One could almost feel the reverberations of Monday’s immigrant rights rally echoing off the buildings surrounding the New Haven Green.

Joining a nationwide movement that mobilized hundreds of thousands of protesters in major U.S. cities Monday, the Connecticut Coalition for the Rights of Immigrants organized a protest in support of citizenship for immigrant workers. Coalition organizer and Unidad Latina en Accion member John Lugo said the rally was spurred by the current debate in Congress over the ratification of the Sensenbrenner Bill, H.R. 4437, which calls for more stringent regulations on immigration to the United States.

While the present debate over H.R. 4437 sparked the reactionary seed for the groups involved in the organization of the protest, the general issue of immigrant rights is much larger, said Rebecca Lewis, the organizer of a statewide human rights coalition that formed two weeks ago to support the rally.

“We’re aiming at amnesty for all, so we always have to fight,” she said. “The goal is to mobilize the nation and make people aware of the hard issues that immigrant workers are facing.”

The proposed bill, sponsored by U.S. Rep. Jim Sensenbrenner, a Republican from Wisconsin, calls for a number of congressional policy reforms that would allow for the building of a 700-mile-long wall along the U.S.-Mexico border and the transfer of custody of illegal immigrants from local authorities to the federal government. The bill also mandates a $3,000 voluntary deportation fee, 10-year minimum sentencing for fraudulent documentation, and the electronic verification of employment status of immigrant workers.

Lewis, who said she supports a no-border policy, said many of those participating in the rally vehemently oppose the consideration of what she called “ridiculous” legislation.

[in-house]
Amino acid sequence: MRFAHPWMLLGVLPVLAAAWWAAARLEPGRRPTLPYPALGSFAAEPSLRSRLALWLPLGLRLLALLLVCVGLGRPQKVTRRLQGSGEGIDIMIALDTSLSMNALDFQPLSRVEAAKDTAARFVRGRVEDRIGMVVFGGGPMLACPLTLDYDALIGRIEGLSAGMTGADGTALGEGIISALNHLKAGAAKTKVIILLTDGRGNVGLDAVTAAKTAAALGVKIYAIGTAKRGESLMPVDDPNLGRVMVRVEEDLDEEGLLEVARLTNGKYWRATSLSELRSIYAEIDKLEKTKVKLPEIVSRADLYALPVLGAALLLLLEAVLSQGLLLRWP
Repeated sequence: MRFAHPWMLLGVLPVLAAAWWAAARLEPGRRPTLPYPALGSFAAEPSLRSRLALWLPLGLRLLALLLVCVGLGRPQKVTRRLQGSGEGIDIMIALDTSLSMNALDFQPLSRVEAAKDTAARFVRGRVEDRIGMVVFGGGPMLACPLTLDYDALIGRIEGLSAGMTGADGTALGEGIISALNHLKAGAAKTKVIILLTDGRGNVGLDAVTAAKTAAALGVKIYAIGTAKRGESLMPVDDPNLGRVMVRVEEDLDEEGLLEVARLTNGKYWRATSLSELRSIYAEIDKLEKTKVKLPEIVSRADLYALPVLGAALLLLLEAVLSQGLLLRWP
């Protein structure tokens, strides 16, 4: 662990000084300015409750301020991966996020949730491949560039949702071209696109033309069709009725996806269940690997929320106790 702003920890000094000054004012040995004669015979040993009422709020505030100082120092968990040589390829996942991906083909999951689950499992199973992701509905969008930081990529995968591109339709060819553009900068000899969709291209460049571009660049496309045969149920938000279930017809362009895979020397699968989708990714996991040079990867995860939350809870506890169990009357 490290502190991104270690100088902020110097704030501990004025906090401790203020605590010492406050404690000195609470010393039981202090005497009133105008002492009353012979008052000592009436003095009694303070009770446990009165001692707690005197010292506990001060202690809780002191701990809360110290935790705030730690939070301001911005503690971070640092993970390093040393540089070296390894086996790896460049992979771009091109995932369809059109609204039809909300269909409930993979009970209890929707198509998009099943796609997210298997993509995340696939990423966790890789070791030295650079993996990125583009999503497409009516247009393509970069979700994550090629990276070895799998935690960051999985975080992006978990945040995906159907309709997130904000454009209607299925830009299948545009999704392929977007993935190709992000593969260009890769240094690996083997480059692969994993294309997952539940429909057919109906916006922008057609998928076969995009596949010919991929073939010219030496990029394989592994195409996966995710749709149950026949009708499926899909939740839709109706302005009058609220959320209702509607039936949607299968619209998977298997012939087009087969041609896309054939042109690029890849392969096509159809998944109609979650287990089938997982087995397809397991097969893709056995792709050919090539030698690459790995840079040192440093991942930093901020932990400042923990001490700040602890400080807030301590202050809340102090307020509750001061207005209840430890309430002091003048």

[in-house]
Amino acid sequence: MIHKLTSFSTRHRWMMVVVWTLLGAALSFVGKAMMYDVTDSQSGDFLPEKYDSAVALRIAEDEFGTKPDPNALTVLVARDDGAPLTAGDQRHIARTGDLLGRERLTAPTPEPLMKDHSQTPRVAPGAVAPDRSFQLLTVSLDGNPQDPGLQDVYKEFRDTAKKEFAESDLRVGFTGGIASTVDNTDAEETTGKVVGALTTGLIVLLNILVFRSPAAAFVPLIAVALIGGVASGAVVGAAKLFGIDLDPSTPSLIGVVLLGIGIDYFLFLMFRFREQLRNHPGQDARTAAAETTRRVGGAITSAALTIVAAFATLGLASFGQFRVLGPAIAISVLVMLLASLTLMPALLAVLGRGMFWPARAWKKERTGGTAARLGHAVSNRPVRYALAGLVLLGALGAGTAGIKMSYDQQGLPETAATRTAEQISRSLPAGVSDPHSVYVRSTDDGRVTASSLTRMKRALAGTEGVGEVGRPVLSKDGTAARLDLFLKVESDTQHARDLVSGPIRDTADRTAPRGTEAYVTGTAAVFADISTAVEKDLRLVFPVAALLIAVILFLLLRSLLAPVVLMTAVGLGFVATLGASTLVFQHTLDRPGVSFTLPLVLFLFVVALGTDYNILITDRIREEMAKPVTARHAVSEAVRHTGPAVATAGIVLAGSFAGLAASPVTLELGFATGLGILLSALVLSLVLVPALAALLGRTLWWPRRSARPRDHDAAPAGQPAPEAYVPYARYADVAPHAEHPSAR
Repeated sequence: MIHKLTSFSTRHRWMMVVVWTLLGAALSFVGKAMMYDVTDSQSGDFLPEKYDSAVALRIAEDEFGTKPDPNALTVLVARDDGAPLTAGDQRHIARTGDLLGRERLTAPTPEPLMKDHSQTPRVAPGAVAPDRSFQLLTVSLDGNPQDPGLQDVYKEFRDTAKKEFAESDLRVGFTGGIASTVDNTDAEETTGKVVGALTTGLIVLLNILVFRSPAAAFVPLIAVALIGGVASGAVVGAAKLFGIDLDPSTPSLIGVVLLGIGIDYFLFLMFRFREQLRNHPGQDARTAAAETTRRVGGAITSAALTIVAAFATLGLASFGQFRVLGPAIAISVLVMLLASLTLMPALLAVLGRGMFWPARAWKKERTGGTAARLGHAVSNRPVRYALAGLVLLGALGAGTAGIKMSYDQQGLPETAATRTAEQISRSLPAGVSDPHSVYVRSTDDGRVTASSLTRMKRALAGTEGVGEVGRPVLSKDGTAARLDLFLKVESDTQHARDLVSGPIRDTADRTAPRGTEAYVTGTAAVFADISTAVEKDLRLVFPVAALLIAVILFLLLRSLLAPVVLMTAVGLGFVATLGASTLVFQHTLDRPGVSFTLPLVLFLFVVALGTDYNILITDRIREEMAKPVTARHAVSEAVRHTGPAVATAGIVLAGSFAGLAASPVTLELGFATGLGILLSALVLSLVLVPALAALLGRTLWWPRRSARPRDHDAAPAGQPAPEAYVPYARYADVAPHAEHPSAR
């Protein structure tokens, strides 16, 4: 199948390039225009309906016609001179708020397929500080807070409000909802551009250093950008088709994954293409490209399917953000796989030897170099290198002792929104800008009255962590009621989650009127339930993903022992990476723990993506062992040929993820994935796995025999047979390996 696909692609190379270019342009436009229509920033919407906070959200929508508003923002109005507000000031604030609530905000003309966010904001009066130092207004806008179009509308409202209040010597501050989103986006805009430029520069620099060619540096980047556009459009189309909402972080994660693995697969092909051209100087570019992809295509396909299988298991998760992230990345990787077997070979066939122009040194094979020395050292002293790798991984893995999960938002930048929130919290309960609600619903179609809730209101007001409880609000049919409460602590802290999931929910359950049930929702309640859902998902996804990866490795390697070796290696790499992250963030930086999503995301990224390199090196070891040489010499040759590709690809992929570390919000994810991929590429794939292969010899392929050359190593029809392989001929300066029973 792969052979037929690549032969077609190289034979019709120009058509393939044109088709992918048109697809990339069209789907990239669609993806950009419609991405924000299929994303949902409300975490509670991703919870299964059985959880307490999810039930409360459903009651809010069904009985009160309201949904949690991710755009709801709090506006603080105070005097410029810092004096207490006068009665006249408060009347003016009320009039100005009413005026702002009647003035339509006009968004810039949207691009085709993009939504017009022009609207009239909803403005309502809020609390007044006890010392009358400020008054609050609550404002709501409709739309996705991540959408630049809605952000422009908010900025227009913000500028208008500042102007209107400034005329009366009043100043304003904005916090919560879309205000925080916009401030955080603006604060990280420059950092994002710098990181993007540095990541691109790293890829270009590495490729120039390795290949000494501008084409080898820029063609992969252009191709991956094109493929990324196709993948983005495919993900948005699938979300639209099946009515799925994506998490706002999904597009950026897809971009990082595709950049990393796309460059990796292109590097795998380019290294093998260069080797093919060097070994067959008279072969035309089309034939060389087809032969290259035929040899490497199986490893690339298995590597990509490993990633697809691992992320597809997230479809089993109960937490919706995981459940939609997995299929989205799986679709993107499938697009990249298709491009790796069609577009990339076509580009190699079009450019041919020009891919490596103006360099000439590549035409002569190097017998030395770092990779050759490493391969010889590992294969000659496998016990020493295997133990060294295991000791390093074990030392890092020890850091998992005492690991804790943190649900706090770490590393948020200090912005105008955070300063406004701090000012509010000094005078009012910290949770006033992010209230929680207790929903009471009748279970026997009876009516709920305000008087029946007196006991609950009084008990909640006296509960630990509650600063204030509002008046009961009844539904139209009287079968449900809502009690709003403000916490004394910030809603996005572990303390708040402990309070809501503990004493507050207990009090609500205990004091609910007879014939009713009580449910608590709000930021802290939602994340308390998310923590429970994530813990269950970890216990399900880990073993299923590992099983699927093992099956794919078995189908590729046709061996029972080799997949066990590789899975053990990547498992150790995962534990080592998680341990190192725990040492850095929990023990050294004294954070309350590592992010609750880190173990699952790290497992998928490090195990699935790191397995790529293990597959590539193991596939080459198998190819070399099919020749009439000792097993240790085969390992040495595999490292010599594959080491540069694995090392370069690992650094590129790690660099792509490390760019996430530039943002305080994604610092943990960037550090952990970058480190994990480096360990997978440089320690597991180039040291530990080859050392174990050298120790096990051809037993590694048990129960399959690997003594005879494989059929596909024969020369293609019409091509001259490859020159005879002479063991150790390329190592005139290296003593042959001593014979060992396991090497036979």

Yale students, meanwhile, expressed diverse opinions about H.R. 4437.

Party of the Right chairman Andrew Olson ’08 said that although he believes in equal rights for legal immigrants, he supports the government’s decision to bar illegal immigrants from benefiting from the legal system.

“If we make the system of legal immigration very easy and not worry about it, then we can really crack down on those that do not [immigrate] the right way,” he said.

But Olson also said helping countries develop economically within their own borders is a more effective regulation strategy.

“By working with [Latin American countries] to stimulate their own economies, we can make [them] places where people want to stay,” he said.

Amit Bhalla ’09 said he categorically opposes restrictive legislation.

“Every human deserves certain fundamental rights and freedoms, regardless of where they were born,” he said.

The rally, supported by such groups as the Unidad Latina en Accion, focused on bringing together immigrants of all nationalities, Lewis said. But many signs on the center stage were written in Spanish, displaying messages such as, “Immigrant, raise your voice. You have rights. Don’t let anybody deceive you.”

“[The rally was] not intentionally slanted,” Lewis said. “It just so happens that the largest immigrant population in Connecticut is Latino.”

To further publicize the issue, Lugo said, the coalition is organizing a National Strike of Immigrants on May 1. In protest, immigrants around the nation are encouraged neither to purchase anything, nor to go to work or school on that day.

“They are tired of being quiet, and realize that it’s time to do something,” he said. “We know that [immigrants] have economical power, and we want to show it.”

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